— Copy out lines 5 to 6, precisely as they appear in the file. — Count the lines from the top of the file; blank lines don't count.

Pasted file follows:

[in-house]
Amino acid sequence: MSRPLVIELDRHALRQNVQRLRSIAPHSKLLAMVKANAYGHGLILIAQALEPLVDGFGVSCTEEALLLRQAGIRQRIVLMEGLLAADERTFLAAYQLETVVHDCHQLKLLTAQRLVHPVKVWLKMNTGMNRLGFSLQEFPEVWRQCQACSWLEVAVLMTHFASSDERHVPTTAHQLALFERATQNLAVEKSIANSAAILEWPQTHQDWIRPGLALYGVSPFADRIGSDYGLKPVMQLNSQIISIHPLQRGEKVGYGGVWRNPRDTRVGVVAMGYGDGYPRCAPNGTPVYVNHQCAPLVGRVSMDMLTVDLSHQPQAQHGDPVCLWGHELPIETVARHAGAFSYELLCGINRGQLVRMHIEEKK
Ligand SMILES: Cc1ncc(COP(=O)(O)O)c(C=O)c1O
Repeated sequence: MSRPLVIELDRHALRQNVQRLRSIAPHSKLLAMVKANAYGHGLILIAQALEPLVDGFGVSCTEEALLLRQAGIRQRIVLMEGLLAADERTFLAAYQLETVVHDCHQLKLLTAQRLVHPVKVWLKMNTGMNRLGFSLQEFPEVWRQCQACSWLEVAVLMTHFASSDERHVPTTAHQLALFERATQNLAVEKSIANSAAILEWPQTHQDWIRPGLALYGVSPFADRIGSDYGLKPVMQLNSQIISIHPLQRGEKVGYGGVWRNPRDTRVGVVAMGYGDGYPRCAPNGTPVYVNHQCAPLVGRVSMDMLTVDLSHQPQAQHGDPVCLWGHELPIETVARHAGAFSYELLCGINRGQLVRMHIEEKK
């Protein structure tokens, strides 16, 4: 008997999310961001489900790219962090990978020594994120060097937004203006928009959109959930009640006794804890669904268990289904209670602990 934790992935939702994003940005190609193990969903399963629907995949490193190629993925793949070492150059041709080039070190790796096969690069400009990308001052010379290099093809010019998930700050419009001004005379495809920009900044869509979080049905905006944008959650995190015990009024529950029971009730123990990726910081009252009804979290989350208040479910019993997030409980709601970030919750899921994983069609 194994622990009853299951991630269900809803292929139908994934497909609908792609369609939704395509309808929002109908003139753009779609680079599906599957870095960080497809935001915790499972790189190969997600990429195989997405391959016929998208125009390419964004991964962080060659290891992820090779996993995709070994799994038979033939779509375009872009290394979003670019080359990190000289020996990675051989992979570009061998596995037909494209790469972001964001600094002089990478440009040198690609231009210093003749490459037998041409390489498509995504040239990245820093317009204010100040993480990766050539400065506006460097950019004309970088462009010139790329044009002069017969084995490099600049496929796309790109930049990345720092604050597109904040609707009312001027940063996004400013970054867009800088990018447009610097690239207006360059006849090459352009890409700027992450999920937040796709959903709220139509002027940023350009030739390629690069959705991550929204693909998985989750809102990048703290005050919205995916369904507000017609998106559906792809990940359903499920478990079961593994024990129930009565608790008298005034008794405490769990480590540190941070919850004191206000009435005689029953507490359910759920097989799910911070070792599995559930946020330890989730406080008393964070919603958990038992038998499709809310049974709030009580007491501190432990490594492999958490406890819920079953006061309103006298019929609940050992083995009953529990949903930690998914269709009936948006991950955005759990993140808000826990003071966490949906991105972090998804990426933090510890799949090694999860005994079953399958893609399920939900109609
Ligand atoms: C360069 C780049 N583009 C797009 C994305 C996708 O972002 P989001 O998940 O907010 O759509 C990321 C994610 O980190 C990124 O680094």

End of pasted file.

């Protein structure tokens, strides 16, 4: 008997999310961001489900790219962090990978020594994120060097937004203006928009959109959930009640006794804890669904268990289904209670602990 934790992935939702994003940005190609193990969903399963629907995949490193190629993925793949070492150059041709080039070190790796096969690069400009990308001052010379290099093809010019998930700050419009001004005379495809920009900044869509979080049905905006944008959650995190015990009024529950029971009730123990990726910081009252009804979290989350208040479910019993997030409980709601970030919750899921994983069609 194994622990009853299951991630269900809803292929139908994934497909609908792609369609939704395509309808929002109908003139753009779609680079599906599957870095960080497809935001915790499972790189190969997600990429195989997405391959016929998208125009390419964004991964962080060659290891992820090779996993995709070994799994038979033939779509375009872009290394979003670019080359990190000289020996990675051989992979570009061998596995037909494209790469972001964001600094002089990478440009040198690609231009210093003749490459037998041409390489498509995504040239990245820093317009204010100040993480990766050539400065506006460097950019004309970088462009010139790329044009002069017969084995490099600049496929796309790109930049990345720092604050597109904040609707009312001027940063996004400013970054867009800088990018447009610097690239207006360059006849090459352009890409700027992450999920937040796709959903709220139509002027940023350009030739390629690069959705991550929204693909998985989750809102990048703290005050919205995916369904507000017609998106559906792809990940359903499920478990079961593994024990129930009565608790008298005034008794405490769990480590540190941070919850004191206000009435005689029953507490359910759920097989799910911070070792599995559930946020330890989730406080008393964070919603958990038992038998499709809310049974709030009580007491501190432990490594492999958490406890819920079953006061309103006298019929609940050992083995009953529990949903930690998914269709009936948006991950955005759990993140808000826990003071966490949906991105972090998804990426933090510890799949090694999860005994079953399958893609399920939900109609
Ligand atoms: C360069 C780049 N583009 C797009 C994305 C996708 O972002 P989001 O998940 O907010 O759509 C990321 C994610 O980190 C990124 O680094």